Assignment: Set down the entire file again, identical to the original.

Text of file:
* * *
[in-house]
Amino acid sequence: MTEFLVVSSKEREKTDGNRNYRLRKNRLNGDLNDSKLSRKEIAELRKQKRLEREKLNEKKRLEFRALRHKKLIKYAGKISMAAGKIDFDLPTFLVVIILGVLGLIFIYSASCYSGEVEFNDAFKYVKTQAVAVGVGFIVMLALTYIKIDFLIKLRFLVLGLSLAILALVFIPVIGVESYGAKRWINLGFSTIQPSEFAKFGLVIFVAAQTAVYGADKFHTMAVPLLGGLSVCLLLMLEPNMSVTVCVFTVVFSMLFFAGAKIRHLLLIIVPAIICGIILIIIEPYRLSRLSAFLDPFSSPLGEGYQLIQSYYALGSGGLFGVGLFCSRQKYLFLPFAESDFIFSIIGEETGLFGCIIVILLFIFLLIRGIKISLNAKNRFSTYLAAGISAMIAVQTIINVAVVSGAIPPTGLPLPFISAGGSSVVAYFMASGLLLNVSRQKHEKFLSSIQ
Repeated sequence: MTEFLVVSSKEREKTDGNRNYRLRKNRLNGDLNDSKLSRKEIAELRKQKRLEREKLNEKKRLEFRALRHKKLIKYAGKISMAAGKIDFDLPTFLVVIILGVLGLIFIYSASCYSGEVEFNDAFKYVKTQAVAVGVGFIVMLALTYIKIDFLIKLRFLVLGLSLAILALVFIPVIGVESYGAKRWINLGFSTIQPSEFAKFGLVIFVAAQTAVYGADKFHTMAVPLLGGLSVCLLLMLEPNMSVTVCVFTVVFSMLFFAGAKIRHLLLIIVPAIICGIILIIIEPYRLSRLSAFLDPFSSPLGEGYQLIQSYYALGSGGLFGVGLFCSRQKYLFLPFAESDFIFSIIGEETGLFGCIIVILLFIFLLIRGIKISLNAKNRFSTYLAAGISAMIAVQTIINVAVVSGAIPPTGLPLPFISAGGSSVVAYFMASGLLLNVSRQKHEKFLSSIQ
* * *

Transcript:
[in-house]
Amino acid sequence: MTEFLVVSSKEREKTDGNRNYRLRKNRLNGDLNDSKLSRKEIAELRKQKRLEREKLNEKKRLEFRALRHKKLIKYAGKISMAAGKIDFDLPTFLVVIILGVLGLIFIYSASCYSGEVEFNDAFKYVKTQAVAVGVGFIVMLALTYIKIDFLIKLRFLVLGLSLAILALVFIPVIGVESYGAKRWINLGFSTIQPSEFAKFGLVIFVAAQTAVYGADKFHTMAVPLLGGLSVCLLLMLEPNMSVTVCVFTVVFSMLFFAGAKIRHLLLIIVPAIICGIILIIIEPYRLSRLSAFLDPFSSPLGEGYQLIQSYYALGSGGLFGVGLFCSRQKYLFLPFAESDFIFSIIGEETGLFGCIIVILLFIFLLIRGIKISLNAKNRFSTYLAAGISAMIAVQTIINVAVVSGAIPPTGLPLPFISAGGSSVVAYFMASGLLLNVSRQKHEKFLSSIQ
Repeated sequence: MTEFLVVSSKEREKTDGNRNYRLRKNRLNGDLNDSKLSRKEIAELRKQKRLEREKLNEKKRLEFRALRHKKLIKYAGKISMAAGKIDFDLPTFLVVIILGVLGLIFIYSASCYSGEVEFNDAFKYVKTQAVAVGVGFIVMLALTYIKIDFLIKLRFLVLGLSLAILALVFIPVIGVESYGAKRWINLGFSTIQPSEFAKFGLVIFVAAQTAVYGADKFHTMAVPLLGGLSVCLLLMLEPNMSVTVCVFTVVFSMLFFAGAKIRHLLLIIVPAIICGIILIIIEPYRLSRLSAFLDPFSSPLGEGYQLIQSYYALGSGGLFGVGLFCSRQKYLFLPFAESDFIFSIIGEETGLFGCIIVILLFIFLLIRGIKISLNAKNRFSTYLAAGISAMIAVQTIINVAVVSGAIPPTGLPLPFISAGGSSVVAYFMASGLLLNVSRQKHEKFLSSIQ